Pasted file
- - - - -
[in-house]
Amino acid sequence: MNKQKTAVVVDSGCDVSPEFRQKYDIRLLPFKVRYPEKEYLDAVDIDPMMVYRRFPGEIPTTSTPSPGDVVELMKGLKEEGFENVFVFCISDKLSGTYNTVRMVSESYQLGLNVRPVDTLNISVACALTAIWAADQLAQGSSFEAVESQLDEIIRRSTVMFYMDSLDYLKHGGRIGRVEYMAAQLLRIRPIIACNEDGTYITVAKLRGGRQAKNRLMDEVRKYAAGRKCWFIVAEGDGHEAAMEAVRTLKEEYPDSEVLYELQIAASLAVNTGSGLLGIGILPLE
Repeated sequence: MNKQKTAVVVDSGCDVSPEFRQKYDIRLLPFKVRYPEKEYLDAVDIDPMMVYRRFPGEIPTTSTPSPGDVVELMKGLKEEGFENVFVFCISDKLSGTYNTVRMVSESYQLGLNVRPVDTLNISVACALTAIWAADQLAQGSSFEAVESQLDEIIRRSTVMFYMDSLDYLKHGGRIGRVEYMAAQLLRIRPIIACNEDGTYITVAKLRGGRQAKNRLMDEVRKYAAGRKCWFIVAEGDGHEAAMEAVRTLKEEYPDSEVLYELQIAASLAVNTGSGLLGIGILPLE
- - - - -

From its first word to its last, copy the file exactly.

[in-house]
Amino acid sequence: MNKQKTAVVVDSGCDVSPEFRQKYDIRLLPFKVRYPEKEYLDAVDIDPMMVYRRFPGEIPTTSTPSPGDVVELMKGLKEEGFENVFVFCISDKLSGTYNTVRMVSESYQLGLNVRPVDTLNISVACALTAIWAADQLAQGSSFEAVESQLDEIIRRSTVMFYMDSLDYLKHGGRIGRVEYMAAQLLRIRPIIACNEDGTYITVAKLRGGRQAKNRLMDEVRKYAAGRKCWFIVAEGDGHEAAMEAVRTLKEEYPDSEVLYELQIAASLAVNTGSGLLGIGILPLE
Repeated sequence: MNKQKTAVVVDSGCDVSPEFRQKYDIRLLPFKVRYPEKEYLDAVDIDPMMVYRRFPGEIPTTSTPSPGDVVELMKGLKEEGFENVFVFCISDKLSGTYNTVRMVSESYQLGLNVRPVDTLNISVACALTAIWAADQLAQGSSFEAVESQLDEIIRRSTVMFYMDSLDYLKHGGRIGRVEYMAAQLLRIRPIIACNEDGTYITVAKLRGGRQAKNRLMDEVRKYAAGRKCWFIVAEGDGHEAAMEAVRTLKEEYPDSEVLYELQIAASLAVNTGSGLLGIGILPLE